Humanity is exalted not because we are so far above other living creatures, but because knowing them well elevates the very concept of life. E.O. Wilson, 1984

11 Dec 2013

Darwin on Art

“In one respect my mind had changed during the last twenty or thirty years…Formerly pictures gave me considerable, and music gave me very intense delight. But now… I have almost lost my taste for pictures or music… My mind seems to have become a sort of machine for grinding general laws out of large collections of fact… The loss of these tastes, this curious and lamentable loss of the higher aesthetic tastes, is a loss of happiness, and may possibly be injurious to the intellect, and more probably to the moral character, by enfeebling the emotional part of our nature.”
Autobiography, 1887

Dispatches from Amazonia: 5. To catch a fly (and other insects)

I can quickly see my life slipping into a clich├ęd stereotype of the field entomologist, cutting through impenetrable forest with a machete, weighed down by nets and traps, in order to attempt to sample the wealth of insect life found in these forests. Below are a few photos illustrating the lengths we go to to catch a fly (and other insects).

Window pane trap, hung in canopy, used to capture insects mid flight
The japanese parasol trap, used for catching insects beaten off bushes
Winkler sampling, sieving leaf litter for small arthropods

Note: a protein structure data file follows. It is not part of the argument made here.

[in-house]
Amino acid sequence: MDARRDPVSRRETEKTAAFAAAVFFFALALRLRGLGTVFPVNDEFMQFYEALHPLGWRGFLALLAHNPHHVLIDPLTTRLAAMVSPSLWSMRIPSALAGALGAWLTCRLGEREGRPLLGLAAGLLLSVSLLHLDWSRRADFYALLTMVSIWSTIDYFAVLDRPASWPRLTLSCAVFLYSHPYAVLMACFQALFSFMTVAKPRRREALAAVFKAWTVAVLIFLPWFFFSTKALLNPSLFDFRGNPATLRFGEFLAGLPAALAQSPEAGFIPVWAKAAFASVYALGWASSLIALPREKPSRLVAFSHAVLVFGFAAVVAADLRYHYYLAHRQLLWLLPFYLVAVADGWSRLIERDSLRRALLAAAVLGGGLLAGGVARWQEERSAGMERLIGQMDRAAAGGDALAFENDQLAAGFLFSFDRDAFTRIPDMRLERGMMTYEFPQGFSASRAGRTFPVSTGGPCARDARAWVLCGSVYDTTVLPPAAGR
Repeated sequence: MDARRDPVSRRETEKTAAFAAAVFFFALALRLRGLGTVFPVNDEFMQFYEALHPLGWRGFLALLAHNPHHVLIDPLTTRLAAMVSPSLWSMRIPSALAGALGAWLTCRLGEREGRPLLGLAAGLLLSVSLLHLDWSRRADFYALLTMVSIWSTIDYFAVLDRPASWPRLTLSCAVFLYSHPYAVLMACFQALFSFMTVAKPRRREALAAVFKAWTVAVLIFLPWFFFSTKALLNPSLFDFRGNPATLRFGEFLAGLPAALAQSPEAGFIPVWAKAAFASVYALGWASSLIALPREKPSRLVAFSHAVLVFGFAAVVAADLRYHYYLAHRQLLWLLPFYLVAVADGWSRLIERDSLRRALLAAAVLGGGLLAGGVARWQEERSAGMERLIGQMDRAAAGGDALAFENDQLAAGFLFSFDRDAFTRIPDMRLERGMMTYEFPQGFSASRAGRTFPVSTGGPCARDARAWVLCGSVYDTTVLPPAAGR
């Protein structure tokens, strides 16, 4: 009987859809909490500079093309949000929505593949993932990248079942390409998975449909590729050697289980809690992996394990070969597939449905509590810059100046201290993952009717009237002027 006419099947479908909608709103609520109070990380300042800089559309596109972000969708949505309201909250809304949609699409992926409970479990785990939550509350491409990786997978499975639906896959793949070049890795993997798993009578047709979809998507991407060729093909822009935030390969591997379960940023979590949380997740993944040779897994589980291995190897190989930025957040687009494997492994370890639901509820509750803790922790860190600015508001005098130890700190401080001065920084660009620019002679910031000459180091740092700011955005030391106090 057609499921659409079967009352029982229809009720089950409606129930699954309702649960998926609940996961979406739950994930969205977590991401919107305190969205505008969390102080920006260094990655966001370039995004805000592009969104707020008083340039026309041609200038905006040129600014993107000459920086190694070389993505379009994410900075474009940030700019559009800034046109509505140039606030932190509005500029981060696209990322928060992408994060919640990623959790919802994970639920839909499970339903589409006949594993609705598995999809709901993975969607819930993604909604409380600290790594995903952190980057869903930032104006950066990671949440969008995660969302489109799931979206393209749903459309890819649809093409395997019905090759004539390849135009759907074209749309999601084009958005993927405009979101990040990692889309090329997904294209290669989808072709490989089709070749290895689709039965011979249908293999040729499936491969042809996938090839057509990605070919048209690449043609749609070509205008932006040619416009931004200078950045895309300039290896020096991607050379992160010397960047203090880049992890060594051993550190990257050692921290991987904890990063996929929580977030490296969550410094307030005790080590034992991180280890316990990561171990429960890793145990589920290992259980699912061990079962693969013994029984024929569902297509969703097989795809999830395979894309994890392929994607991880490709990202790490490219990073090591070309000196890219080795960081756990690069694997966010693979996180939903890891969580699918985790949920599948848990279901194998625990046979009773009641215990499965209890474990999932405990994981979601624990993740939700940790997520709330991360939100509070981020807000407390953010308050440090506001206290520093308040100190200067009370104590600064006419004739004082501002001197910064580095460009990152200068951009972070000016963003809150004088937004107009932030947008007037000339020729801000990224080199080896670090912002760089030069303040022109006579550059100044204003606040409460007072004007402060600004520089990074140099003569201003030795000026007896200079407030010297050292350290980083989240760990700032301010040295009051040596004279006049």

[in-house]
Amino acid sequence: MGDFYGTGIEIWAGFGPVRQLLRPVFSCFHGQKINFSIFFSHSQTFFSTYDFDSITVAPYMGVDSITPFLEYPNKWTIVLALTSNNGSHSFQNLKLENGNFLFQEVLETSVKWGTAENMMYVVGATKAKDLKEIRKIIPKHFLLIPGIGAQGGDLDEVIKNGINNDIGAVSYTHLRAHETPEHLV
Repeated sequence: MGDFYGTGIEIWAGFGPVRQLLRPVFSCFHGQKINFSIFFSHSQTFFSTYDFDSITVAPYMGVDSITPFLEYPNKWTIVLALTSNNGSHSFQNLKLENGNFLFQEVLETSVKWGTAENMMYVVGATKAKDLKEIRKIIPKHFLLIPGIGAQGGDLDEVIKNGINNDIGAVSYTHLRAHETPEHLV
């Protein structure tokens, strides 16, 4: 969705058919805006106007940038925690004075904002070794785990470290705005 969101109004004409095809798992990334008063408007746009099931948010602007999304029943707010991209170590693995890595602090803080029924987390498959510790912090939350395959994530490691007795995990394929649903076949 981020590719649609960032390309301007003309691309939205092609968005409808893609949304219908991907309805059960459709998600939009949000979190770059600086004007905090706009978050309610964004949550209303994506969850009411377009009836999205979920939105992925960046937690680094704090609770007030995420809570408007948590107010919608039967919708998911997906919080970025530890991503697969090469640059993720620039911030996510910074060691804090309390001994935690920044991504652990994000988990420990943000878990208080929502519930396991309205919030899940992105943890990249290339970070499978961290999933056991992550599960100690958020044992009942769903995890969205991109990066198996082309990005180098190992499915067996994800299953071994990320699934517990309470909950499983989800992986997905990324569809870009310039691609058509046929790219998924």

The Big Shot catapult, for launching ropes for canopy traps
Transporting bucket traps, which contain lights active at night to cature moths, suspended in the canopy
Light sheet, simple but incredibly effective
And my personal speciality, pitfall traps to collect terrestreal insects

Dispatches from Amazonia: 4. Parasitic wasps and Bird-eating spiders

Nature takes no prisoners, so it seems here in the rainforest. Walking to and from field sites can lead to chance encounters with a beautiful butterfly, plant or frog, but also with the more beastly elements of ecological communities. Take these two intricately linked specimens.

Pepsis rubra, the tarantula hawk
 The first was found at the end stages of its life, buzzing and bashing noisily amongst the leaf litter. An unbelievable site given its size at and its stunning scarlet wings and jade black body, this Pepsis wasp is the largest of the world’s hymenopterans (social insects). And as if that were not impressive enough, beyond simple predation of its victims, this sizable critter attaches itself to the back of its foe long enough to inject fertile eggs into the abdomen, hatching later to leave the hungry brood with eating their way out as the only option.  And who might its prime victim be?

Theraphosa blondi, the Goliath Birdeater
This handsome chap was centimetres away from my foot before I realised what was in front of me, a spider the size of a dinner plate. My colleague informed me of its name, Theraphosa blondi , more commonly known as the Goliath birdeater. Whilst birds are almost certainly not on its menu (the name derives from an overambitious portrait by an eager naturalist painter), it hunts rodents and others at night. Needless to say that I no longer walk in flipflops for those late night calls of nature.